Ordinarily, the people who join us to build their own wooden surfboard over the course of a workshop week have a fairly similar understanding of the intricacies of surfboard design; they all own surfboards and, to some extent, have picked them up, examined them and know the various features and their functions. Last week we had two people in the workshop with us who sit on the extreme ends of that spectrum of surfboard design knowledge and it worked wonderfully.
Dougal is a surfer from North Cornwall who’s shaped himself a few foam and fiberglass boards in the past, whilst working at the neighbouring set of trestles was Rob from Cardiff, who doesn’t surf himself but who was making a surfboard as a gift for his son who lives in Melbourne, Australia.
Rob wasn’t even sure what he’d be making until he arrived at the workshop on Monday morning as he’d handed over all of the decisions to his son who liaised with James about the surfboard’s dimensions and choice of timber lay-up; he simply arrived ready and willing to spend the next five days pouring his energy into producing a gift with his own two hands. Dougal lives on the south side of the Camel Estuary and regularly surfs the stretch of coast between Trevone and Watergate, and previously converted a shed in the garden of a house where he was living into a shaping bay. He painted the inside of it blue, fitted strip lights under the shelves at trestle-level and shaped himself a couple of 6’4” single fins; he’s quick to point out that he’s “no shaper”, however it’d be fair to say that he’s familiar with the finer points of blending rail profiles.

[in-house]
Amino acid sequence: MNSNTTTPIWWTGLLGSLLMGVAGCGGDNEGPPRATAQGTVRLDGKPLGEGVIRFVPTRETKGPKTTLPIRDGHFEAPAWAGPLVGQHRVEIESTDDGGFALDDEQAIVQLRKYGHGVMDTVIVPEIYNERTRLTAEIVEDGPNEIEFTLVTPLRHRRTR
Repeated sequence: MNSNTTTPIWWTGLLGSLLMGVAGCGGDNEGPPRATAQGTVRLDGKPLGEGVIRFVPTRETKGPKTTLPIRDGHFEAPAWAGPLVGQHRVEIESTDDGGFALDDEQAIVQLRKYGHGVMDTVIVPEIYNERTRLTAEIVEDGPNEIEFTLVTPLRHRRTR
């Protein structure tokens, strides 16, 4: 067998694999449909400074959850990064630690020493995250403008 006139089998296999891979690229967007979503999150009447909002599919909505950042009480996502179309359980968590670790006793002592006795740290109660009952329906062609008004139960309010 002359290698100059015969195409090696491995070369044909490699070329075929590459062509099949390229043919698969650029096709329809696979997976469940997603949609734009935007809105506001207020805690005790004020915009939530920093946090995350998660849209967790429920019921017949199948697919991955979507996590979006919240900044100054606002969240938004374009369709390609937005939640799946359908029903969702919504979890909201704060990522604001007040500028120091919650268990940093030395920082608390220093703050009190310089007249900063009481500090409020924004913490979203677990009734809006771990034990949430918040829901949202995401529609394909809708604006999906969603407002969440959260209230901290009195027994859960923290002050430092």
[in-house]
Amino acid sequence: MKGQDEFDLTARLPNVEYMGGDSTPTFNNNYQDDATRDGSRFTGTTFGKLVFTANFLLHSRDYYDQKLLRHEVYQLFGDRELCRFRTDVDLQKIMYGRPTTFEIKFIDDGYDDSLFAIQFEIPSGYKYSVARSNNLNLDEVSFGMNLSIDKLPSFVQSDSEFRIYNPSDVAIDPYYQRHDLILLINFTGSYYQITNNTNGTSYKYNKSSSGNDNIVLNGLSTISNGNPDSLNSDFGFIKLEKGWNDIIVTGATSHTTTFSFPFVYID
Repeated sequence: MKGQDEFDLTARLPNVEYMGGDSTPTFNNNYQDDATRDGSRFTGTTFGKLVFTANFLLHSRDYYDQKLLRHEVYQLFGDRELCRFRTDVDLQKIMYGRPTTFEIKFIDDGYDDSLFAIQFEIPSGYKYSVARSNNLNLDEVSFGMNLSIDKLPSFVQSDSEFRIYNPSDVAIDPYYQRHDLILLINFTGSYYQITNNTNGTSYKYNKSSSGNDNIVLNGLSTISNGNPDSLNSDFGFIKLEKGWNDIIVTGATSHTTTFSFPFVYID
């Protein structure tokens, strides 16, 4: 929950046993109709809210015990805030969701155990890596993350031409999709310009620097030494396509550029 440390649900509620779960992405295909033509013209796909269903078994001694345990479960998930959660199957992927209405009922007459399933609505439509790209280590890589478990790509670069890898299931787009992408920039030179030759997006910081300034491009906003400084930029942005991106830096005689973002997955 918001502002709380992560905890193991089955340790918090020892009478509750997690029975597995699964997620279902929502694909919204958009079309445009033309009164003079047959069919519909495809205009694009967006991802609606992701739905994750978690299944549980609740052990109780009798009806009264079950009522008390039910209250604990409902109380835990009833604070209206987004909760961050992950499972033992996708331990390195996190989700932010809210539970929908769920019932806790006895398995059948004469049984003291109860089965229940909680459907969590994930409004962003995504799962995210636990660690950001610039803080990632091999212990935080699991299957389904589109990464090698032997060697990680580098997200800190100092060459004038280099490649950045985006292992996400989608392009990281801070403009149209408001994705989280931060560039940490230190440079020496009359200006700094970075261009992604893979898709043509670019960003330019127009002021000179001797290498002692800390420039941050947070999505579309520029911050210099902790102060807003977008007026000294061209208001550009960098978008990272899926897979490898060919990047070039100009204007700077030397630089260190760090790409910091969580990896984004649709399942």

“I’ve worked with foam before, but this is more like shaving through an O.S. map”
In a pleasant twist, both Rob and Dougal were making longboards – Rob a 9’1” Wicket and Dougal a 9’4” Seasaw – so they both had a similar workload in terms of gluing up rail strips and the amount of surfboard that they had to shape. They worked side-by-side over the course of the week at a similar pace, both taking great care and paying close attention to their surfboards for their own good reasons. At the end of the week both of them had built really lovely surfboards, creations that they can both be very proud of, and they arrived at the same finish line having come from very different starting points.